The title Pentimento refers to a concept from painting, namely the fact that in earlier times, paintings were often painted over. Through a chemical reaction, the old painting can been seen through the new painting.
In Zwartjes’ film, we see how a woman is transported to a facility where she, like other patients, is subjected to a number of degrading experiments. These have sprung from the imagination of a Japanese surgeon who runs the facility. In the past, he was as a soldier involved in torture.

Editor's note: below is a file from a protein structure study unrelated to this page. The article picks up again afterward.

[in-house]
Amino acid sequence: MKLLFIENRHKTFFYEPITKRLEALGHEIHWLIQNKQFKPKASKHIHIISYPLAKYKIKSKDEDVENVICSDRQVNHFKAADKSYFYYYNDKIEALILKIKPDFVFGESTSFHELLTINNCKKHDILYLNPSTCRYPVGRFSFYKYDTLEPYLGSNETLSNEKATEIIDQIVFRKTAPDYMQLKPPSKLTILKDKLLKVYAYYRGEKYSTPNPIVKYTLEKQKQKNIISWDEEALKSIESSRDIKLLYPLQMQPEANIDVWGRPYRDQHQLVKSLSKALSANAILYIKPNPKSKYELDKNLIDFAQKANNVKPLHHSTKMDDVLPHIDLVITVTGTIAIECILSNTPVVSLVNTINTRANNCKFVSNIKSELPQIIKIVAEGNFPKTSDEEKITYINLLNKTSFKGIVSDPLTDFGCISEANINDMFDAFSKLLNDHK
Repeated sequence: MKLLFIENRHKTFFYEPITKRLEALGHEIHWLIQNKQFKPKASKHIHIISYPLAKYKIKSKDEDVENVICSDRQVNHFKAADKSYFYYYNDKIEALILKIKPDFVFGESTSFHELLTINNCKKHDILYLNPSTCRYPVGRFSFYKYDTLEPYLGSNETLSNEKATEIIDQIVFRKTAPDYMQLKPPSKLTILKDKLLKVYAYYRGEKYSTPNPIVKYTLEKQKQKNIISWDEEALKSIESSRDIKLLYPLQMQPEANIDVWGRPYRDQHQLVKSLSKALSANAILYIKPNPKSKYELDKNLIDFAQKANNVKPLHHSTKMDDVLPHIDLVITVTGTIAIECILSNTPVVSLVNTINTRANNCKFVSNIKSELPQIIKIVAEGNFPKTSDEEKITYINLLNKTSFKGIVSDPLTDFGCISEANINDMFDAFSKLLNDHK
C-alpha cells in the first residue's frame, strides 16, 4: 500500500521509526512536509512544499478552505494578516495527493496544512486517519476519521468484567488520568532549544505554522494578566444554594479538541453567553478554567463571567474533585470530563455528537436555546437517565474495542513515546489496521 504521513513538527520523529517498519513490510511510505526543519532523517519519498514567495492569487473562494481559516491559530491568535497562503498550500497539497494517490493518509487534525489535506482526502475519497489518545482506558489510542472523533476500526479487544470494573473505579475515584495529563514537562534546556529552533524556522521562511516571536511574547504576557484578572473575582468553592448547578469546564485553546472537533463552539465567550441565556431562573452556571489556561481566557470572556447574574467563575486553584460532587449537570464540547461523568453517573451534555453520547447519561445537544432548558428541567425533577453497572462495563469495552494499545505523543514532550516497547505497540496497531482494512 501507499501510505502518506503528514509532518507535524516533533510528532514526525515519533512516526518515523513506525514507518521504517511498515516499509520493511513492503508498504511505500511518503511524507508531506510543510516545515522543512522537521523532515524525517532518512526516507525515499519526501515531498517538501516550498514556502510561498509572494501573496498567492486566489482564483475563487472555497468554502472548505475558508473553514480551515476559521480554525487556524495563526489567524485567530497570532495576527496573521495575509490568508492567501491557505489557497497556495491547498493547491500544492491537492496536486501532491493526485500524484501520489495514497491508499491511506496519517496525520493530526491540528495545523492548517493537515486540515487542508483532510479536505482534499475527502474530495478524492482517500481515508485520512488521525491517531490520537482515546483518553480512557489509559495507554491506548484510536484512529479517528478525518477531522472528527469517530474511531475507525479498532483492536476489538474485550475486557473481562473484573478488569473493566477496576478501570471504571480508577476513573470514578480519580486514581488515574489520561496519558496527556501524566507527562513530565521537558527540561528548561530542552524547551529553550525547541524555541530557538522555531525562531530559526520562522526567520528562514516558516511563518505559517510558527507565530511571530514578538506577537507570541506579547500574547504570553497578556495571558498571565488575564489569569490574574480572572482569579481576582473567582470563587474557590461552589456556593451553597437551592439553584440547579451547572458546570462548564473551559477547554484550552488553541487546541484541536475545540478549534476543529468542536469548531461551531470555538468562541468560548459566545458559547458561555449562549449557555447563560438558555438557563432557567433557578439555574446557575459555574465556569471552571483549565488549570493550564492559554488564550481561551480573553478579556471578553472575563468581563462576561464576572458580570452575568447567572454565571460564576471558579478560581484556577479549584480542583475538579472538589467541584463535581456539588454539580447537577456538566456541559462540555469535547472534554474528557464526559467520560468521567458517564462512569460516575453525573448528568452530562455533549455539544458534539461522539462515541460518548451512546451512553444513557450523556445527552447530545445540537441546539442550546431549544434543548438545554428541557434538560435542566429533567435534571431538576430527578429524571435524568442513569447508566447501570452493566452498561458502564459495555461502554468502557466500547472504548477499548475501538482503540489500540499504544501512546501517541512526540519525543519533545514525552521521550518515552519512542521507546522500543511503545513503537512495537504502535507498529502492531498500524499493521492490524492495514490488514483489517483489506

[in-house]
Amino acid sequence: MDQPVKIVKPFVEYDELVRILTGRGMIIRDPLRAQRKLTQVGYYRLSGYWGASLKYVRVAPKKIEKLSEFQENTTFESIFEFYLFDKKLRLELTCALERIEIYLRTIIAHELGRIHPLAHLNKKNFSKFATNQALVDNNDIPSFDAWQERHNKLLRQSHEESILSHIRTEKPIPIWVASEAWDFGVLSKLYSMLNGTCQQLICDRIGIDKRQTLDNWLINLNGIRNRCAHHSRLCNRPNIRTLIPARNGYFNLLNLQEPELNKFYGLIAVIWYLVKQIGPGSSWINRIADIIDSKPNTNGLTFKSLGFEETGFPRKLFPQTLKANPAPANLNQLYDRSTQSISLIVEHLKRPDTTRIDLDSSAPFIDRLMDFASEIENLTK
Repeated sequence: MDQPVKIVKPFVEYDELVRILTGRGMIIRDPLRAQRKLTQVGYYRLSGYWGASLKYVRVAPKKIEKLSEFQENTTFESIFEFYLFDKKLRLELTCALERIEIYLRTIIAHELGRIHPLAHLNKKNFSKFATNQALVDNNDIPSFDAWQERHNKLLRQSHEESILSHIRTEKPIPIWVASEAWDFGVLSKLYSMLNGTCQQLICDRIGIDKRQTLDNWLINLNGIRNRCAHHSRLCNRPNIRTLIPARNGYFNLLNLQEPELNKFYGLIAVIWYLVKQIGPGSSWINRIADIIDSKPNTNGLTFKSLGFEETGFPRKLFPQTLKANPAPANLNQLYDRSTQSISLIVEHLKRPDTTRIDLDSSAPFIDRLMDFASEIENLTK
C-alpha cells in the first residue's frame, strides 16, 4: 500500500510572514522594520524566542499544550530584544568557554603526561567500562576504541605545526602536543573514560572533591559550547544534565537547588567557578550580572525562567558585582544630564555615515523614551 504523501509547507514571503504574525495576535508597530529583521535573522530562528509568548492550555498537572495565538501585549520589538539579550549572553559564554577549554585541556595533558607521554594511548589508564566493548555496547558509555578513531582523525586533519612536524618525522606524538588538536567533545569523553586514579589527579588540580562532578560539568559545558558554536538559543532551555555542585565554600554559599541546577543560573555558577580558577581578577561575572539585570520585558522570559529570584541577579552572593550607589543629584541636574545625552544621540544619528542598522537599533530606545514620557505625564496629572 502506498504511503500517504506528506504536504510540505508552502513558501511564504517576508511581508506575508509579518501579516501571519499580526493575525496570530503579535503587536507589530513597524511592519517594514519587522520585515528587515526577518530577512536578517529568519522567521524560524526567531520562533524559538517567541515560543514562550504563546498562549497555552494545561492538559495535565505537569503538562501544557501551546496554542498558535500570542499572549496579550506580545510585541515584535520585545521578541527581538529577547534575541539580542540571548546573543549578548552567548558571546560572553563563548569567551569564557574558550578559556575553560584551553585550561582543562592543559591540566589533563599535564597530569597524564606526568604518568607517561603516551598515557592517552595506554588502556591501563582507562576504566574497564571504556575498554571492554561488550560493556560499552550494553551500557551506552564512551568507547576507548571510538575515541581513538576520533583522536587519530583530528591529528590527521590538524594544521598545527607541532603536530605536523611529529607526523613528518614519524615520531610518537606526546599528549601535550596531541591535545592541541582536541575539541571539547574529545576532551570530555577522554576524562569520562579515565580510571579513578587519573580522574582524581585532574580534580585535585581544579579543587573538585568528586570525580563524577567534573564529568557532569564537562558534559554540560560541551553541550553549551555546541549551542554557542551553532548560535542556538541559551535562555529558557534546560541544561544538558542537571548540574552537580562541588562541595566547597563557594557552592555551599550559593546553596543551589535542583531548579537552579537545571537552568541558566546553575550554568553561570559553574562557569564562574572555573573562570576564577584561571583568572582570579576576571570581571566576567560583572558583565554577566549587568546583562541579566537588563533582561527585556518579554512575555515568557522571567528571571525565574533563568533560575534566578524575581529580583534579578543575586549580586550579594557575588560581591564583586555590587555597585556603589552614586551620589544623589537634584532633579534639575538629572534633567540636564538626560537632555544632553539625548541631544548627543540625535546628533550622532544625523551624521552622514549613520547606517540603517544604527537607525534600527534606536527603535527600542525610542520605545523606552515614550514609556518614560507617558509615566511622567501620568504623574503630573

In this film, Zwartjes shows us his world: the war, concentration camps, authority, oppression, tyranny, sex, and torture. Yet the film is not a comment on that world, but, as Gerry Waller described it in a review in the NRC Handelsblad, it is an instinctive expression of Zwartjes’ experiences. So it is going too far to interpret the images in the film literally; the film is constructed in too associative a way for that. Analogous to the concept of pentimento in painting, this film delves into the world that lies behind the images, and is about the dialogue that Zwartjes personally engages in with every spectator in his images.